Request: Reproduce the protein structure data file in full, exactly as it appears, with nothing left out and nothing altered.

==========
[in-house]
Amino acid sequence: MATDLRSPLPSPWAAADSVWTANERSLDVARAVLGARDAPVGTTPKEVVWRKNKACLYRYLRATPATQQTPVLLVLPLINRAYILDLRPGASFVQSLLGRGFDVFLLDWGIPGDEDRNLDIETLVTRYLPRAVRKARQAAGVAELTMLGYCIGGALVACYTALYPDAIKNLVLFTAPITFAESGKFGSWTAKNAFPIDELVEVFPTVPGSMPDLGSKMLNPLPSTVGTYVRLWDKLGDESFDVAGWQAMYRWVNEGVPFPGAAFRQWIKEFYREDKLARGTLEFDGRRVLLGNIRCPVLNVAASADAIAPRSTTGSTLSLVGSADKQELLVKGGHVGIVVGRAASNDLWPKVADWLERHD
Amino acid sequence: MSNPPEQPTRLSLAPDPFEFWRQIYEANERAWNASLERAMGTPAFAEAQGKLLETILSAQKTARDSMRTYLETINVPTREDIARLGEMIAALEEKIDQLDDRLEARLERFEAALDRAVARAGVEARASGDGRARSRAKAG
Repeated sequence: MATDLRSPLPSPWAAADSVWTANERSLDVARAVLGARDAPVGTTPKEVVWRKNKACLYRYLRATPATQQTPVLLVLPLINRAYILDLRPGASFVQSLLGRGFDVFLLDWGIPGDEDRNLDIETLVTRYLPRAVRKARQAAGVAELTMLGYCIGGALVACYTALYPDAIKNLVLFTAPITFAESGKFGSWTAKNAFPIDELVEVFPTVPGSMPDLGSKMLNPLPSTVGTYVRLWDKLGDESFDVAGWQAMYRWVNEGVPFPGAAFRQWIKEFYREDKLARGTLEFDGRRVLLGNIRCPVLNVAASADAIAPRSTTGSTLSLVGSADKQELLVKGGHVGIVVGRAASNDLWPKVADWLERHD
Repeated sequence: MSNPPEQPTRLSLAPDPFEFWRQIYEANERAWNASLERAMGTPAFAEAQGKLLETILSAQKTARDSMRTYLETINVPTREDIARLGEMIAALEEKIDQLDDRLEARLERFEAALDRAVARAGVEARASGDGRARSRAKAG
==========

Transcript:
[in-house]
Amino acid sequence: MATDLRSPLPSPWAAADSVWTANERSLDVARAVLGARDAPVGTTPKEVVWRKNKACLYRYLRATPATQQTPVLLVLPLINRAYILDLRPGASFVQSLLGRGFDVFLLDWGIPGDEDRNLDIETLVTRYLPRAVRKARQAAGVAELTMLGYCIGGALVACYTALYPDAIKNLVLFTAPITFAESGKFGSWTAKNAFPIDELVEVFPTVPGSMPDLGSKMLNPLPSTVGTYVRLWDKLGDESFDVAGWQAMYRWVNEGVPFPGAAFRQWIKEFYREDKLARGTLEFDGRRVLLGNIRCPVLNVAASADAIAPRSTTGSTLSLVGSADKQELLVKGGHVGIVVGRAASNDLWPKVADWLERHD
Amino acid sequence: MSNPPEQPTRLSLAPDPFEFWRQIYEANERAWNASLERAMGTPAFAEAQGKLLETILSAQKTARDSMRTYLETINVPTREDIARLGEMIAALEEKIDQLDDRLEARLERFEAALDRAVARAGVEARASGDGRARSRAKAG
Repeated sequence: MATDLRSPLPSPWAAADSVWTANERSLDVARAVLGARDAPVGTTPKEVVWRKNKACLYRYLRATPATQQTPVLLVLPLINRAYILDLRPGASFVQSLLGRGFDVFLLDWGIPGDEDRNLDIETLVTRYLPRAVRKARQAAGVAELTMLGYCIGGALVACYTALYPDAIKNLVLFTAPITFAESGKFGSWTAKNAFPIDELVEVFPTVPGSMPDLGSKMLNPLPSTVGTYVRLWDKLGDESFDVAGWQAMYRWVNEGVPFPGAAFRQWIKEFYREDKLARGTLEFDGRRVLLGNIRCPVLNVAASADAIAPRSTTGSTLSLVGSADKQELLVKGGHVGIVVGRAASNDLWPKVADWLERHD
Repeated sequence: MSNPPEQPTRLSLAPDPFEFWRQIYEANERAWNASLERAMGTPAFAEAQGKLLETILSAQKTARDSMRTYLETINVPTREDIARLGEMIAALEEKIDQLDDRLEARLERFEAALDRAVARAGVEARASGDGRARSRAKAG